Uma Balaji | Contributor
From Dev Patel’s Oscar nomination for his role in 2016’s Lion to Lena Waithe and Aziz Ansari’s Emmy win for an episode of Master of None, the past year has been full of triumphs for South Asian men in the media. But a common critique of works starring and/or written by South Asian men is that while brown men are finally occupying roles historically exclusive to white men, they’re rarely depicted alongside women of color. Aditi Natasha Kini of Jezebel goes so far as to call such works “masturbatory fantasies that give brown men the vantage point of white male cinephiles.” In other words, while these works do well showing brown men at the forefront, they are nearly always unfair to brown women and other women of color.
As Kini concedes, this infatuation with white women is understandable. From the perspective of post-colonial South Asians, whiteness is still the ultimate beauty standard, especially for women. And from the perspective of South Asian-American men, it is a triumph to see a brown man in the leading romantic role, rather than in the role of the nerdy, socially awkward sidekick or comedic punching bag. But while it is important to understand the reasons for the proliferation and popularity of works portraying relationships between brown men and white women, the resulting underrepresentation and misrepresentation of women of color isn’t justifiable.
For example, Kumail Nanjiani’s successful rom-com The Big Sick tells the autobiographical story of how Nanjiani met and fell in love with his wife, a white woman. As Kini illustrates, while the story is sweet and does humanize brown Muslim men, it is problematic in a few places. In the beginning, when Nanjiani first meets his future wife, Emily, in a bar, he takes advantage of his Pakistani-American identity by trying to impress her by writing her name in Urdu. While it is notably one of the few moments in the film when Nanjiani takes pride in his heritage, by using his mother tongue as a sort of party trick, Nanjiani plays into the exotification of South Asian culture. So even though he “gets the (white) girl,” he walks all over his own culture to do it. As bell hooks has put it, it’s “the commodification of Otherness.”
Kini also points out the troubling portrayals of brown women throughout The Big Sick. While Nanjiani is conducting a secret affair with Emily, his parents are trying to set him up with Pakistani women, all of whom are portrayed as undesirable alternatives to Nanjiani’s true love, and all devoid of any depth of character. Worse still is that many, if not all, of these women are caricatures of what white people expect Pakistani women to be: out of touch with American culture, heavily accented and traditional. And Nanjiani’s most serious Pakistani suitor in the film, a woman named Khadija, isn’t even portrayed by a South Asian woman—she’s just an actress who “often gets mistaken for South Asian.” So even in real life, South Asian women aren’t accorded enough respect to be allowed to play themselves on screen.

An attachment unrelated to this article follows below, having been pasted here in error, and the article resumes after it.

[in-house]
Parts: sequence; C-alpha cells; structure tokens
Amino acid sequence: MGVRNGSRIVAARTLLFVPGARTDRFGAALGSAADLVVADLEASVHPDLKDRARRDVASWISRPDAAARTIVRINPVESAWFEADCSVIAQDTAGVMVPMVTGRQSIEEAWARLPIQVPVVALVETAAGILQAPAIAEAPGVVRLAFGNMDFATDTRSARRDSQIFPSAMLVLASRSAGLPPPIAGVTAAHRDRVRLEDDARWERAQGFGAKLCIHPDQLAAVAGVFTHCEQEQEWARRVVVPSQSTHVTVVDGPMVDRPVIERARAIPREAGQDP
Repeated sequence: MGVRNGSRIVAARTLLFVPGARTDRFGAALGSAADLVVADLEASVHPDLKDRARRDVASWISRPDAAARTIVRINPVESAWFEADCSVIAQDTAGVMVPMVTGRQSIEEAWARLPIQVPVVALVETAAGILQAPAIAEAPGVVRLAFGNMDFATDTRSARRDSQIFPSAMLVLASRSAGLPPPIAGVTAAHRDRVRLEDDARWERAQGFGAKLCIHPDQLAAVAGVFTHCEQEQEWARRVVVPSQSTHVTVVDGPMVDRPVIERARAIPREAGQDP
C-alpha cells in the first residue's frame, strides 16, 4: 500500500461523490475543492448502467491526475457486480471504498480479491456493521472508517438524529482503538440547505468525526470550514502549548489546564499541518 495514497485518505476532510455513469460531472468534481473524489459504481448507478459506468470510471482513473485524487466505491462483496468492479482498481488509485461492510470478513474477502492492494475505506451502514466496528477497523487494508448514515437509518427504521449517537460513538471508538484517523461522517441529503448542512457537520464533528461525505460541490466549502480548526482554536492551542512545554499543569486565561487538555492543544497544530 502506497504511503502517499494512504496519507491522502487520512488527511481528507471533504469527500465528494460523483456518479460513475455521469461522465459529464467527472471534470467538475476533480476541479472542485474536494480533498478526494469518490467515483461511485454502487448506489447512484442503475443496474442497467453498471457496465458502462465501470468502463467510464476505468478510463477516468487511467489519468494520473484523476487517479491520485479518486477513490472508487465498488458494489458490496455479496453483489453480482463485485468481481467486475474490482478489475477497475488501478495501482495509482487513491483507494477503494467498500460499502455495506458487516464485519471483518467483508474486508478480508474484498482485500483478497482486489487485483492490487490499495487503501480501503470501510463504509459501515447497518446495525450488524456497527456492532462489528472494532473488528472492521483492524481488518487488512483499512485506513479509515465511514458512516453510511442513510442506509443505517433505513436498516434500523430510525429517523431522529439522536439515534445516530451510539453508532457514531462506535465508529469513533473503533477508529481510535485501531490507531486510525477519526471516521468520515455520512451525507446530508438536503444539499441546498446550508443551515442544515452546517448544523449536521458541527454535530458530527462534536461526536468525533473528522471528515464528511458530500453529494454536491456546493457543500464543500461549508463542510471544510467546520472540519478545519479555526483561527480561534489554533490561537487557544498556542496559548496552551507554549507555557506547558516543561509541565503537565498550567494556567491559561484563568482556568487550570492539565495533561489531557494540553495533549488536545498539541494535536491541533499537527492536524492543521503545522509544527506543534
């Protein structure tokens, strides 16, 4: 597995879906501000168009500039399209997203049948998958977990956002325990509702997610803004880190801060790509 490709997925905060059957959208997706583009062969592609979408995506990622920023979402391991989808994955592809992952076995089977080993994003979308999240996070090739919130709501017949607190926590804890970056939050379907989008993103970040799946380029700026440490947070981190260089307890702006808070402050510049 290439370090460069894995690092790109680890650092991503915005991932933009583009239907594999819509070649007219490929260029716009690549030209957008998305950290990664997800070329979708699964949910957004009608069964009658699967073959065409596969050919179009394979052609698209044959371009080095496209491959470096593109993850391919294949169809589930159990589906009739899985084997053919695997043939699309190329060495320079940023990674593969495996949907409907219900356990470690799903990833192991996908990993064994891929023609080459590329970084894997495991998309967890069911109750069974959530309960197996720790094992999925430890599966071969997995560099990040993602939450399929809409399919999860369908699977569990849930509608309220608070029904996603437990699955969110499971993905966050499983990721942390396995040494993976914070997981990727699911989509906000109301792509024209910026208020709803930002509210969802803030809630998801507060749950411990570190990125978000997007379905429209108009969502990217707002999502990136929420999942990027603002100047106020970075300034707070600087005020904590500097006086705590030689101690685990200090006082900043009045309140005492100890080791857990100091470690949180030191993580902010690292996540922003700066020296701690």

A few counterexamples can be found in works like The Mindy Project and Quantico, in which Mindy Kaling’s and Priyanka Chopra’s characters, respectively, fall in love with white men. However, considering the patriarchy of South Asia, these supposed counterexamples don’t hold much water—because brown women have been so disproportionately marginalized, when they pursue white men and reject brown men, it’s empowering, whereas brown men rejecting brown women is just typical South Asian colorist misogyny. As Kini writes, “In an already-skewed power dynamic, depicting South Asian women as unworthy romantic partners is a radical rejection of their cultural baggage.”
While Kini’s article is sympathetic and critical in most of the right places, the one point that gives me, as a brown woman, pause is when she writes, “That a relationship between a white person and a person of color is fashioned into the gold standard of ‘progress’ and ‘saving America’ is classic white liberal nonsense.” While I agree that such relationships shouldn’t be portrayed as something to aspire to, it is important to consider, at least with autobiographical works like The Big Sick, that the writers might not be trying to “save America.” They might just be trying to tell their own life stories. While the depictions of female leads in these works are unfair to women of color, it is also unfair to immediately politicize any work created by a brown man or person of color.
It is also true that the impact of art, in many cases, is more important than the artist’s original intent. But brown men fall in love with white women on-screen because that’s what happens in real life. So rather than chastising the storytellers for revealing that ugly truth, we should acknowledge their honesty and look for ways to change the reality.